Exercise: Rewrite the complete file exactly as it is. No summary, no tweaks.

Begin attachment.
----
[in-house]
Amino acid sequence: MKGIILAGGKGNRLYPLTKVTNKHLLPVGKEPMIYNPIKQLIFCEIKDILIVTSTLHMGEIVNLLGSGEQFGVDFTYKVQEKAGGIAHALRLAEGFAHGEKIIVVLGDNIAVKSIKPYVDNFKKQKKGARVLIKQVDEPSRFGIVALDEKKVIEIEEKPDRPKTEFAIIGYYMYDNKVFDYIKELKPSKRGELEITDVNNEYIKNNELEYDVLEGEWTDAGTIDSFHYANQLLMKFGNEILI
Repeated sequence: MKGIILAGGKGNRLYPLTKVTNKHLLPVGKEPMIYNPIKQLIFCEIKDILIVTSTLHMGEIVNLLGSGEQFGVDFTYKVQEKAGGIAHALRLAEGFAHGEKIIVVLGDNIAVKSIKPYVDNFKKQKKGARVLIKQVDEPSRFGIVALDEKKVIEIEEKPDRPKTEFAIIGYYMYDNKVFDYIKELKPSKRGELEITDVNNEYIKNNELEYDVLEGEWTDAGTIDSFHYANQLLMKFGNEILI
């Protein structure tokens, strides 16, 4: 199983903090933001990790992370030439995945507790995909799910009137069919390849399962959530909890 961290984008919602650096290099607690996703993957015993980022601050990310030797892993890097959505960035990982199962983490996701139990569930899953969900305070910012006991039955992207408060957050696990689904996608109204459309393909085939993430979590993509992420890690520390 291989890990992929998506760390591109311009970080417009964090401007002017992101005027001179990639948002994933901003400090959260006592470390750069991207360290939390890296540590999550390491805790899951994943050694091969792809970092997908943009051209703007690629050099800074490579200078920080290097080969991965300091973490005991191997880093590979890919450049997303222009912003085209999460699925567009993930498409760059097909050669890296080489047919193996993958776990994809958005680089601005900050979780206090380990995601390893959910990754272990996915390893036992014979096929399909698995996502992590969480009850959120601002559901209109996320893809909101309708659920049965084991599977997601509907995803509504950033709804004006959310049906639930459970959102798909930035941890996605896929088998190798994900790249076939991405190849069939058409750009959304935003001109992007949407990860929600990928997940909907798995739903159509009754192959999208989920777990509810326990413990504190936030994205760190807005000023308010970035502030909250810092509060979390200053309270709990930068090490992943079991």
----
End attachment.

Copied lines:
[in-house]
Amino acid sequence: MKGIILAGGKGNRLYPLTKVTNKHLLPVGKEPMIYNPIKQLIFCEIKDILIVTSTLHMGEIVNLLGSGEQFGVDFTYKVQEKAGGIAHALRLAEGFAHGEKIIVVLGDNIAVKSIKPYVDNFKKQKKGARVLIKQVDEPSRFGIVALDEKKVIEIEEKPDRPKTEFAIIGYYMYDNKVFDYIKELKPSKRGELEITDVNNEYIKNNELEYDVLEGEWTDAGTIDSFHYANQLLMKFGNEILI
Repeated sequence: MKGIILAGGKGNRLYPLTKVTNKHLLPVGKEPMIYNPIKQLIFCEIKDILIVTSTLHMGEIVNLLGSGEQFGVDFTYKVQEKAGGIAHALRLAEGFAHGEKIIVVLGDNIAVKSIKPYVDNFKKQKKGARVLIKQVDEPSRFGIVALDEKKVIEIEEKPDRPKTEFAIIGYYMYDNKVFDYIKELKPSKRGELEITDVNNEYIKNNELEYDVLEGEWTDAGTIDSFHYANQLLMKFGNEILI
């Protein structure tokens, strides 16, 4: 199983903090933001990790992370030439995945507790995909799910009137069919390849399962959530909890 961290984008919602650096290099607690996703993957015993980022601050990310030797892993890097959505960035990982199962983490996701139990569930899953969900305070910012006991039955992207408060957050696990689904996608109204459309393909085939993430979590993509992420890690520390 291989890990992929998506760390591109311009970080417009964090401007002017992101005027001179990639948002994933901003400090959260006592470390750069991207360290939390890296540590999550390491805790899951994943050694091969792809970092997908943009051209703007690629050099800074490579200078920080290097080969991965300091973490005991191997880093590979890919450049997303222009912003085209999460699925567009993930498409760059097909050669890296080489047919193996993958776990994809958005680089601005900050979780206090380990995601390893959910990754272990996915390893036992014979096929399909698995996502992590969480009850959120601002559901209109996320893809909101309708659920049965084991599977997601509907995803509504950033709804004006959310049906639930459970959102798909930035941890996605896929088998190798994900790249076939991405190849069939058409750009959304935003001109992007949407990860929600990928997940909907798995739903159509009754192959999208989920777990509810326990413990504190936030994205760190807005000023308010970035502030909250810092509060979390200053309270709990930068090490992943079991």